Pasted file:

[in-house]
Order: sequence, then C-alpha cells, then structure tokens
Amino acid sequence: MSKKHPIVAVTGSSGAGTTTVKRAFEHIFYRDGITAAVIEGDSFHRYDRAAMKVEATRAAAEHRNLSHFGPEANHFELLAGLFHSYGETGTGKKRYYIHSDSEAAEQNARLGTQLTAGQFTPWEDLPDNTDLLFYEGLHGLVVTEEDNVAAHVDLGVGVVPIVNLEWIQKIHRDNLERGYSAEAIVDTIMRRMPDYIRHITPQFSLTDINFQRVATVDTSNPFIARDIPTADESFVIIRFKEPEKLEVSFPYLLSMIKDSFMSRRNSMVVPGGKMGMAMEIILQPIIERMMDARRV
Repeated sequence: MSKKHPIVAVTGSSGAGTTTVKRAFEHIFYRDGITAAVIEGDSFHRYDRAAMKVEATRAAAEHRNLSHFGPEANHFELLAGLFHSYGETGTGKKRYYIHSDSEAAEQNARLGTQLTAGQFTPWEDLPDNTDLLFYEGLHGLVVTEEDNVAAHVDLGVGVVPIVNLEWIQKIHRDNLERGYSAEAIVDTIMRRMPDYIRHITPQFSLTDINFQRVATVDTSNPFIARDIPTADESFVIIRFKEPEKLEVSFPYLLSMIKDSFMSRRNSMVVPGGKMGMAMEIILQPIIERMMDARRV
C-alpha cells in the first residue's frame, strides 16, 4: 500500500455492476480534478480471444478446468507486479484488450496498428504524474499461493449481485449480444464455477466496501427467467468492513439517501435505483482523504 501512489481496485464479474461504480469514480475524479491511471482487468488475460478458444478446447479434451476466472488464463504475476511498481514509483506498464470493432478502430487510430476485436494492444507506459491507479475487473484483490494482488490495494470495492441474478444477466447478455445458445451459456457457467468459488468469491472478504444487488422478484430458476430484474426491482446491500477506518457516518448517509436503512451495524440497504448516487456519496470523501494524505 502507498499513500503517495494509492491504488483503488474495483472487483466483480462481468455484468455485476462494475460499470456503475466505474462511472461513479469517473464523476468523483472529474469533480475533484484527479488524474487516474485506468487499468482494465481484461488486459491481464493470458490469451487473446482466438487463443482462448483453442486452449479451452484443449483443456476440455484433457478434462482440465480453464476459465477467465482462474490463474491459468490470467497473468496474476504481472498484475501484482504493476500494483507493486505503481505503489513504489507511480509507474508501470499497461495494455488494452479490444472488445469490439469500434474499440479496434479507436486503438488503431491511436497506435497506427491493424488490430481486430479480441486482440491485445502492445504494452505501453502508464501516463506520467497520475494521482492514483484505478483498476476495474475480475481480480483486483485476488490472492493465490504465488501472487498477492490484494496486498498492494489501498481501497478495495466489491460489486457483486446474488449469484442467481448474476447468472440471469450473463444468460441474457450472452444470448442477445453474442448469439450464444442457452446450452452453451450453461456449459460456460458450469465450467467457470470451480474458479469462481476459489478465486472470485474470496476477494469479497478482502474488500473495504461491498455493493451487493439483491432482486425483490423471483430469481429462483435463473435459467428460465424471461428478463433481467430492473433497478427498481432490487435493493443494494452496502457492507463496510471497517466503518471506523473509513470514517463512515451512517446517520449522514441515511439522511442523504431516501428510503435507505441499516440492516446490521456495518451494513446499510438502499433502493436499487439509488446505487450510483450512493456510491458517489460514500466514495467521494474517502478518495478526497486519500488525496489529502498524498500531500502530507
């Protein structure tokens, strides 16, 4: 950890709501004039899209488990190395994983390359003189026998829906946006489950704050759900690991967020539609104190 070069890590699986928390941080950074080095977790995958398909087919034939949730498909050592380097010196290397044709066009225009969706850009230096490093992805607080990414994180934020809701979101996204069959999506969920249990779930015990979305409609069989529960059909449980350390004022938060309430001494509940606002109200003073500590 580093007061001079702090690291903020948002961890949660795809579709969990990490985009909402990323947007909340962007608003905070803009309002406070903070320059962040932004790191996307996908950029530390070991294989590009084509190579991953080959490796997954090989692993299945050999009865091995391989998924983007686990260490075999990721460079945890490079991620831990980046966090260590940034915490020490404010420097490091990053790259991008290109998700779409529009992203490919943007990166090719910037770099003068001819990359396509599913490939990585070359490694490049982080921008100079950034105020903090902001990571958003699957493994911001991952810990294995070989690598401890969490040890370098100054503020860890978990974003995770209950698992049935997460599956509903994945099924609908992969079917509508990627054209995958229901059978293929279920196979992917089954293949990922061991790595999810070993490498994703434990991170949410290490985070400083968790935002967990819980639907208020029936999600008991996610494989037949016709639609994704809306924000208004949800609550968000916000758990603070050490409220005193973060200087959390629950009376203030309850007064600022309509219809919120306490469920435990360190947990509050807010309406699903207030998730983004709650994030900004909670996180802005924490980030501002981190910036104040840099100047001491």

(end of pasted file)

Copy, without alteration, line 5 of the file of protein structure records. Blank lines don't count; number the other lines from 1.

C-alpha cells in the first residue's frame, strides 16, 4: 500500500455492476480534478480471444478446468507486479484488450496498428504524474499461493449481485449480444464455477466496501427467467468492513439517501435505483482523504 501512489481496485464479474461504480469514480475524479491511471482487468488475460478458444478446447479434451476466472488464463504475476511498481514509483506498464470493432478502430487510430476485436494492444507506459491507479475487473484483490494482488490495494470495492441474478444477466447478455445458445451459456457457467468459488468469491472478504444487488422478484430458476430484474426491482446491500477506518457516518448517509436503512451495524440497504448516487456519496470523501494524505 502507498499513500503517495494509492491504488483503488474495483472487483466483480462481468455484468455485476462494475460499470456503475466505474462511472461513479469517473464523476468523483472529474469533480475533484484527479488524474487516474485506468487499468482494465481484461488486459491481464493470458490469451487473446482466438487463443482462448483453442486452449479451452484443449483443456476440455484433457478434462482440465480453464476459465477467465482462474490463474491459468490470467497473468496474476504481472498484475501484482504493476500494483507493486505503481505503489513504489507511480509507474508501470499497461495494455488494452479490444472488445469490439469500434474499440479496434479507436486503438488503431491511436497506435497506427491493424488490430481486430479480441486482440491485445502492445504494452505501453502508464501516463506520467497520475494521482492514483484505478483498476476495474475480475481480480483486483485476488490472492493465490504465488501472487498477492490484494496486498498492494489501498481501497478495495466489491460489486457483486446474488449469484442467481448474476447468472440471469450473463444468460441474457450472452444470448442477445453474442448469439450464444442457452446450452452453451450453461456449459460456460458450469465450467467457470470451480474458479469462481476459489478465486472470485474470496476477494469479497478482502474488500473495504461491498455493493451487493439483491432482486425483490423471483430469481429462483435463473435459467428460465424471461428478463433481467430492473433497478427498481432490487435493493443494494452496502457492507463496510471497517466503518471506523473509513470514517463512515451512517446517520449522514441515511439522511442523504431516501428510503435507505441499516440492516446490521456495518451494513446499510438502499433502493436499487439509488446505487450510483450512493456510491458517489460514500466514495467521494474517502478518495478526497486519500488525496489529502498524498500531500502530507